Today, creators don’t yet expect transparency or timely payment flows, we expect that over the next few years some new creator monetization tools will break out that are built on crypto rails, and this will re-shape norms and expectations across the industry. Teams such as Audius, Passes, Geneva, and many others are building towards this future.
The rise of remote work has increased the number of people who work either part or full time for a small company based in another country. Companies like Deel,which makes payroll systems for companies that have a heavy international employee base, have quickly become unicorns.
Talk to anyone who has set up international payroll and they will tell you how difficult it can be. Crypto doesn’t solve all of these problems (e.g., compliance and taxes), but it can solve those directly tied to sending money across borders. Deel announced crypto payouts in February, and I expect many more companies in this space to roll out similar features. A lot of people around the world want to be paid on crypto rails, and payroll tools are evolving to support this.
There are millions of people today who want to keep the vast majority of their net worth on crypto rails. However, most banks don’t seamlessly bridge traditional banking rails and crypto. This creates a lot of UX challenges for those people.
Consider automatic, monthly credit card payments. This concept is very convenient, and also incongruent with crypto systems (which explicitly disallow 3rd parties from debiting a users account). If a bank understands that the customer is storing their assets on crypto rails, the bank should send an email to the customer with a link to send the payment amount. The user would just click the link and authorize the payment with their private key in a process that should take about 5 seconds from start to finish. You can imagine similar workflows around sending ACH and wire payments from a crypto wallet, etc.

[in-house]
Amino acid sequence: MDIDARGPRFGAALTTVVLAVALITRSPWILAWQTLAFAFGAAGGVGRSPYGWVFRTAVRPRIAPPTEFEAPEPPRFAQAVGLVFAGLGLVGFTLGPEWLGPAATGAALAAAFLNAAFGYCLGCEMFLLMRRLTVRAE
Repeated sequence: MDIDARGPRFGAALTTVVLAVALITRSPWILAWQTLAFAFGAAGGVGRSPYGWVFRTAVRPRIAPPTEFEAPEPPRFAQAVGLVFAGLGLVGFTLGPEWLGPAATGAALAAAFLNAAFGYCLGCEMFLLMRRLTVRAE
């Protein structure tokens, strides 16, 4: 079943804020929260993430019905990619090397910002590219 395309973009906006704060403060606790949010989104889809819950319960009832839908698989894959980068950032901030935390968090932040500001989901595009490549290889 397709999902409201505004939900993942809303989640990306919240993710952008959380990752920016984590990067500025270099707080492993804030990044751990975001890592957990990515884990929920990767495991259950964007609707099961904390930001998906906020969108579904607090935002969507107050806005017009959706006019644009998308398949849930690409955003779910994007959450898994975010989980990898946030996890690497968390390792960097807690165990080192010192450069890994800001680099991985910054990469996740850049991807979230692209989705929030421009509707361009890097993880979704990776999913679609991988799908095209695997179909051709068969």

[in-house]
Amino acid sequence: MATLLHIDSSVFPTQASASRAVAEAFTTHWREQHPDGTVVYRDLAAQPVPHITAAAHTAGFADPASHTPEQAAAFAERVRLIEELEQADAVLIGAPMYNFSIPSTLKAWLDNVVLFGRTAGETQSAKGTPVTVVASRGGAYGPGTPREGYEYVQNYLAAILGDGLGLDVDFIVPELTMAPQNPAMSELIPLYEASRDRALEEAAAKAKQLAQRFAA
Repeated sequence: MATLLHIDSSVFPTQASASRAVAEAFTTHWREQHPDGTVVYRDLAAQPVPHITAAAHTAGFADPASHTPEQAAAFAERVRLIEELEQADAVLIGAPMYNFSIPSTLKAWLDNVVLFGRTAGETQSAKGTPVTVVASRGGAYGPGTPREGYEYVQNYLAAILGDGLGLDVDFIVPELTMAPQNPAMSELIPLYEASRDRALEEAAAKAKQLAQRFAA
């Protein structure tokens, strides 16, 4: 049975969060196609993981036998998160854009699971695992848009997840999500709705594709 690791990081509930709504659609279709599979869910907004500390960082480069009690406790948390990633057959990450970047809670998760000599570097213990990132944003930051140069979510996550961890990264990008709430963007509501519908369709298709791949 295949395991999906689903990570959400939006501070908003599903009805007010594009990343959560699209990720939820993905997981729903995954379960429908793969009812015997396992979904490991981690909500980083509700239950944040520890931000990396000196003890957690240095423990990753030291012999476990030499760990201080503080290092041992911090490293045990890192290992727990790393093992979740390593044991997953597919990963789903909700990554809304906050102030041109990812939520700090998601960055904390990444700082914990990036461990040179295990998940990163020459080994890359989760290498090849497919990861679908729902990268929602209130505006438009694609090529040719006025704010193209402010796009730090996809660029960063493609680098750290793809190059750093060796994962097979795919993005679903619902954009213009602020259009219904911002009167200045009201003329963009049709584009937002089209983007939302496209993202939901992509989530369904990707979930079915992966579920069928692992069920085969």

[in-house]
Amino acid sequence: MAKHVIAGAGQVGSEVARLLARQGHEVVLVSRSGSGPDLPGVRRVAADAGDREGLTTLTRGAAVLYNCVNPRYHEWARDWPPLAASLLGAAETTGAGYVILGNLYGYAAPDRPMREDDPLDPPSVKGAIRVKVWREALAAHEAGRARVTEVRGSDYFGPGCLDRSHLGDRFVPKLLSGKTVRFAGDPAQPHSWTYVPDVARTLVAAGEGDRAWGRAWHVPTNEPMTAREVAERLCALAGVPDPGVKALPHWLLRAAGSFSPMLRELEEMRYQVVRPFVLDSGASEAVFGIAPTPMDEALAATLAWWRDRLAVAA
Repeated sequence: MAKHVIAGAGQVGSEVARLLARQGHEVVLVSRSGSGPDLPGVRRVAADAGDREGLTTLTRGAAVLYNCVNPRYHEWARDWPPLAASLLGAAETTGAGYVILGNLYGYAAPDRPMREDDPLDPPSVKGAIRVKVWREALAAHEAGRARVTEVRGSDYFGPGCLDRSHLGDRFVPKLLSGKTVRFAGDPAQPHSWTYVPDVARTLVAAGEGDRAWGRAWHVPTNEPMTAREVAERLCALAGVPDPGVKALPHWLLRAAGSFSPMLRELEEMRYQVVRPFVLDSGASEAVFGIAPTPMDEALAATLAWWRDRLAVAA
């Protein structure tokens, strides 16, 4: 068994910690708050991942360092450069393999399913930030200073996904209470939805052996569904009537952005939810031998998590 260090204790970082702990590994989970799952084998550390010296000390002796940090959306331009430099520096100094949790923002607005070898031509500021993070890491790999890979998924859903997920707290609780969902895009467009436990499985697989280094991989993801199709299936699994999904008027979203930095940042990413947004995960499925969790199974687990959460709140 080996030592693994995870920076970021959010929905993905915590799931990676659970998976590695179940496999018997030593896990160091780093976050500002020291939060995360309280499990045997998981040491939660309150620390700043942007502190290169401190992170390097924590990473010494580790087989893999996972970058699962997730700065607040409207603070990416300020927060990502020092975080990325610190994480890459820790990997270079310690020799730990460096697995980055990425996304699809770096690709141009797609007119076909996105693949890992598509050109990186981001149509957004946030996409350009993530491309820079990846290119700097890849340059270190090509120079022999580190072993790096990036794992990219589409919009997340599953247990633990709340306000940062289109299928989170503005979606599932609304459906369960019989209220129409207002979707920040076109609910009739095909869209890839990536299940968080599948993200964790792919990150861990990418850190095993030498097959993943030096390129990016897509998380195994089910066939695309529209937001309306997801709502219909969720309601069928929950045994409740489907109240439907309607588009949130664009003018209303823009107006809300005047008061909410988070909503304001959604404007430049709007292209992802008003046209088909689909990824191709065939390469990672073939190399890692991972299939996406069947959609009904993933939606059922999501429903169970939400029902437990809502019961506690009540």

Juno is building a bank that allows users to manage their money seamlessly across traditional and crypto rails. Over the next few years, these crypto-native banks will come to represent billions in spending, and will unlock more new uses for payments over crypto rails.
Real-Time Interest Payments
Most traditional banks pay interest monthly. DeFi protocols like Compound, Aave, and others pay interest in real time. For many users, this is a huge draw. Being able to open an account, refresh the page 5 minutes later, and see a growth in account balance is psychologically powerful. Receipt of real-time interest payments can also be facilitated through streaming payments services such as Superfluid.
People want to connect with those who share similar interests. This desire has manifested over many online media over the last few decades, notably Reddit, FaceBook groups, game forums, etc.
The most pure expression of this is captured by what I like to colloquially refer to as “community chat box platforms,” such as Discord, Geneva, and Satellite. People love to chat, and they love to chat about shared interests. It’s only natural that they congregate around a community chat box for a subject of interest.
As more people spend more time in these communities, as these people build relationships and connect with one another, and as these communities collectively conduct more group commerce, more money will naturally flow. We expect a lot of these payment flows will route over crypto-native rails because it’s cumbersome to connect chatbox identity to myriad web2 payment rails. However, if you assume that everyone on the community chatbox systems already has a public key which can be used to receive value, then integrating in-app closed-loop payment flows is trivial.
Let’s talk payments
Since 2009, people have been dreaming of leveraging crypto rails for payments. We are finally ready for an explosion of crypto-enabled payments protocols and businesses. If you’re building a new protocol or business running payments over crypto rails, please shoot me an email or DM me on Twitter.